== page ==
[This is a crosspost from the Digital Scholarship Collaborative Sandbox blog from the MSU Libraries. The original blog post can be read there. Do visit the blog and read the other posts written by my colleagues as well.]
We digitize a lot of stuff. The Library was busy working on digitization projects even before I joined in 2001, from the Making of the Modern Michigan, the Cookbooks project and Sliker Collection, Sunday School Books, nd more recently, historic images from Chicago Tribunes. Or consider other digital collections from other institutions such as the New York Public Library, the Library of Congress,Smithsonian National Museum of Natural History, the World Digital Library, or the Digital Public Library of America (DPLA). There are a lot of digital collections produced by various libraries, archives, museums, and other institutions.
The typical outcome from these digitization projects are images, metadata, and text, represented either as an image of printed or handwritten material or as a transcript. We then create a Web presence for these outcomes, including features like search, browse, and perhaps some additional application to display and interact with the images. User interaction with these digital collections should be straightforward: users should be able to visit the site, search or browse, and read the information presented on the page with ease. We also want to make the presentation of these collections pleasing to the eye, with background color or images, font type and color, and consistent placement of the images with the associated metadata (image on the top with metadata on the bottom, or image on the left with metadata on the right, or the whatever design decision we make to present the collection.) We also want to make sure that our institution’s branding is visible. So we add the banner, image or logo of our institution, some navigation so visitors can also go to our main website, and footers to provide visitors with contact information, acknowledgement of the funder, link to the privacy statement, etc.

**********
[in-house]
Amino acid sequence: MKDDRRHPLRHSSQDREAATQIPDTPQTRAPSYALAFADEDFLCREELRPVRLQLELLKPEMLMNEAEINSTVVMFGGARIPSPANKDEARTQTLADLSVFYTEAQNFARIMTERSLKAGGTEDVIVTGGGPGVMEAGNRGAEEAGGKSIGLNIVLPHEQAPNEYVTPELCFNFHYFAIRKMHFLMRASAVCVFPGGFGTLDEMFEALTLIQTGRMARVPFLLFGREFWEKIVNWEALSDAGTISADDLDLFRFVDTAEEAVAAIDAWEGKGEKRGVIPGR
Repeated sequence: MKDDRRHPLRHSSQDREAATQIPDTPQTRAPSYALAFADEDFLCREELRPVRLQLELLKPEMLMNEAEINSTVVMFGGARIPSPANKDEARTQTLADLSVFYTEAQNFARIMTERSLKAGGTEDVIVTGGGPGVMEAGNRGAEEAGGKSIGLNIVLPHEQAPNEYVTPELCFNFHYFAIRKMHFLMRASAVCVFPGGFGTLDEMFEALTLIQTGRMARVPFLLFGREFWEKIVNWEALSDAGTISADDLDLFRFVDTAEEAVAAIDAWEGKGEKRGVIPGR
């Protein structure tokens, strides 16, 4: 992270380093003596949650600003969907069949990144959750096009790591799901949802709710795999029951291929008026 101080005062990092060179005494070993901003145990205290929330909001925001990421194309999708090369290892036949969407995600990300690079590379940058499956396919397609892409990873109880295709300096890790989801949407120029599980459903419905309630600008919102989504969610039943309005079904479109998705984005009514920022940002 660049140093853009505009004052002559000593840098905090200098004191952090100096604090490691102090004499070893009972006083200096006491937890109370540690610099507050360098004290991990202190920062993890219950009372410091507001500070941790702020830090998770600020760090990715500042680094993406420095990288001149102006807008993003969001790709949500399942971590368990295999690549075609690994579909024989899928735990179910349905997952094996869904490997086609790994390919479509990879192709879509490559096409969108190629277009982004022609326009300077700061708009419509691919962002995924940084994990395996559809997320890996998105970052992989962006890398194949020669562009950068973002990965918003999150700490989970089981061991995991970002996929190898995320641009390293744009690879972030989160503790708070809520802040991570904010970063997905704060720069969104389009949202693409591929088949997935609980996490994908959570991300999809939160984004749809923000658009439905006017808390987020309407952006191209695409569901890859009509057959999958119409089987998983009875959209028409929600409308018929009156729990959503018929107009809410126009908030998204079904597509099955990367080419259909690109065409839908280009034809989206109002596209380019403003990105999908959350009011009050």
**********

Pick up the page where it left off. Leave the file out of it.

Eventually, we produce a set of rich interfaces, chock full of images, text, and links. And probably some audio, too, for a sound project.
Given the ubiquitous nature of digital collections, the goal that these collections would be used as part of scholarly activities, and the library’s mission to disseminate the information as widely as possible, there is one aspect that many of us need to address when we plan for a digitization project: how do people with disabilities access these collections without getting lost? Can they also get the same access and benefit of our collections if they only rely on their screen readers (or refreshable Braille, or any other assistive technology)? Can people move around our website easily using just a keyboard (for those with hand-coordination difficulty who cannot use a mouse)?
Consider these questions when you begin working on any digital humanities project. Data visualization is now being used a lot. Sighted users can review the image representations easily; we can distinguish the information by shape and colors. Mundane data that used to be presented as text can now have pretty face. Information can be conveyed faster because we can see the charts and colors right away without having to go through lengthy text. But how can those who rely on sound be able to infer the information from those charts? Can color-blind people distinguish the color palette that you use? How are you going to explain the conclusion of your charts “verbally”? These are areas that have yet be addressed fully. We still have a lot of work to do.
- “How People with Disabilities Use the Web,” Web Accessibility Initiative.http://www.w3.org/WAI/intro/people-use-web/
- “Considering the User Perspective: A Summary of Design Issues,” Web Accessibility Initiativehttp://webaim.org/articles/userperspective/
- George H. Williams, “Disability, Universal Design, and the Digital Humanities,” Debates in Digital Humanities. http://dhdebates.gc.cuny.edu/debates/text/44